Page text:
Code Enforcement and County Inspection Right of Entry
Washington state has very specific rules on what a county inspector can and can not do to access your property to inspect for county code violations.
SECTION 7 INVASION OF PRIVATE AFFAIRS OR HOME PROHIBITED. No person shall be disturbed in his private affairs, or his home invaded, without authority of law.
Landlord’s right of entry—Purposes—Searches by fire officials—Searches by code enforcement officials for inspection purposes—Conditions.
“(4)(a) A search warrant may be issued by a judge of a superior court or a court of limited jurisdiction under Titles 3, 35, and 35ARCW to a code enforcement official of the state or of any county, city, or other political subdivision for the purpose of allowing the inspection of any specified dwelling unit and premises to determine the presence of an unsafe building condition or a violation of any building of any specified dwelling unit and premises to determine the presence of an unsafe building condition or a violation of any building regulation, statute, or ordinance.”
“(b) A search warrant must only be issued upon application of a designated officer or employee of a county or city prosecuting or regulatory authority supported by an affidavit or declaration made under oath or upon sworn testimony before the judge, establishing probable cause that a violation of a state or local law, regulation, or ordinance regarding rental housing exists and endangers the health or safety of the tenant or adjoining neighbors. In addition, the affidavit must contain a statement that consent to inspect has been sought from the owner and the tenant but could not be obtained because the owner or the tenant either refused or failed to respond within five days, or a statement setting forth facts or circumstances reasonably justifying the failure to seek such consent. A landlord may not take or threaten to take reprisals or retaliatory action as defined in RCW 59.18.240 against a tenant who gives consent to a code enforcement official of the state or of any county, city, or other political subdivision to inspect his or her dwelling unit to determine the presence of an unsafe building condition or a violation of any building regulation, statute, or ordinance.”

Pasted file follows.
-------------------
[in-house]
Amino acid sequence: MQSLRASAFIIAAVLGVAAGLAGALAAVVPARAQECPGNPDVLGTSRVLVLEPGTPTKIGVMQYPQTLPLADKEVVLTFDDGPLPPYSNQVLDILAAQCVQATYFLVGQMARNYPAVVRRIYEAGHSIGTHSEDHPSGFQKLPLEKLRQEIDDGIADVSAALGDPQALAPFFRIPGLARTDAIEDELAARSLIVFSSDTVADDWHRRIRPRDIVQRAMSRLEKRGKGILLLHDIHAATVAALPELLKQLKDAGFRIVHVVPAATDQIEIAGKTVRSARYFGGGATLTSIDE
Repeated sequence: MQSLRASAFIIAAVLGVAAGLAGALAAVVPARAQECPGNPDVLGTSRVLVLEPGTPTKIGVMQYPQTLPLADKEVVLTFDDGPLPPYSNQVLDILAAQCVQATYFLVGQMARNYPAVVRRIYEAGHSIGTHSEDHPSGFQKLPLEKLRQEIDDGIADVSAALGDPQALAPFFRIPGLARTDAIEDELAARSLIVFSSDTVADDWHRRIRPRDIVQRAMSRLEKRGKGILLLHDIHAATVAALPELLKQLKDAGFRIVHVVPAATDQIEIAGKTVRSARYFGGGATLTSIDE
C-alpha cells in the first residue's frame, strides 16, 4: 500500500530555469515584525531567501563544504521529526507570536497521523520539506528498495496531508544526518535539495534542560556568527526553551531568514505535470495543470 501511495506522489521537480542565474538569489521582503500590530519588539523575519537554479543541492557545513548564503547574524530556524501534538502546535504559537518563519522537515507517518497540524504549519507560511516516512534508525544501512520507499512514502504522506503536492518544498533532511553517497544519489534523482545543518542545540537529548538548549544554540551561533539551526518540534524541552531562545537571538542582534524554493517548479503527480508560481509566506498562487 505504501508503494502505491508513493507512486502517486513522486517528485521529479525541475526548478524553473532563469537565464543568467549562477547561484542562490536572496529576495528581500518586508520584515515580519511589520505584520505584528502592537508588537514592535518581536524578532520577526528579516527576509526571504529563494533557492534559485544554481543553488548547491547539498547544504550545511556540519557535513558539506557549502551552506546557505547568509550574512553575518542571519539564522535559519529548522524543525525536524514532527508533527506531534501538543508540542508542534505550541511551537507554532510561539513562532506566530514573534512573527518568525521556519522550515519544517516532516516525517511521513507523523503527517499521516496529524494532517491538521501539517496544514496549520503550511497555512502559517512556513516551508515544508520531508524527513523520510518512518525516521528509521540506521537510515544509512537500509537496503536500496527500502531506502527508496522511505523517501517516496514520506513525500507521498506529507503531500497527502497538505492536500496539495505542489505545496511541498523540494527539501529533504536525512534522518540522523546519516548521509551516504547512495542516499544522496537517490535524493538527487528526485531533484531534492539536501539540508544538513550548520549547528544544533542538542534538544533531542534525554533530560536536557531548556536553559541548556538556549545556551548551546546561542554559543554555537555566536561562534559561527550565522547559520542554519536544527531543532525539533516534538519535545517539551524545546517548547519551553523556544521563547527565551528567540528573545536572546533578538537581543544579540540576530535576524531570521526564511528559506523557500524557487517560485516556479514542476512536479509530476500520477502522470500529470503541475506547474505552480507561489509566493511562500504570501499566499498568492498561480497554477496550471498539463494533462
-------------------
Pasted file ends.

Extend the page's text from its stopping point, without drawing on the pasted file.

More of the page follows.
This means that the County Inspector can not enter the property without the owner’s or tenant’s permission. Furthermore they should state the purpose of the inspection and provide specific notice of why they are there, what county code that they suspect is violated, what are your rights, and how the situation can be corrected.
Kitsap Allaince is especially interested in defending against the County’s overreach in the area of “Code Enforcement” We request feedback from you about your experience with Code Enforcement activities by Kitsap County.
- Please let us know how you were treated by County personnel.
- Did they contact you by letter, posting a notice on your property, or by visiting you?
- Did County personnel describe your Code Violation by specifying the paragraph violated
- and define how to rectify it?
Please contact us at your earliest convenience and tell us about your case. You can contact us by filling out this form: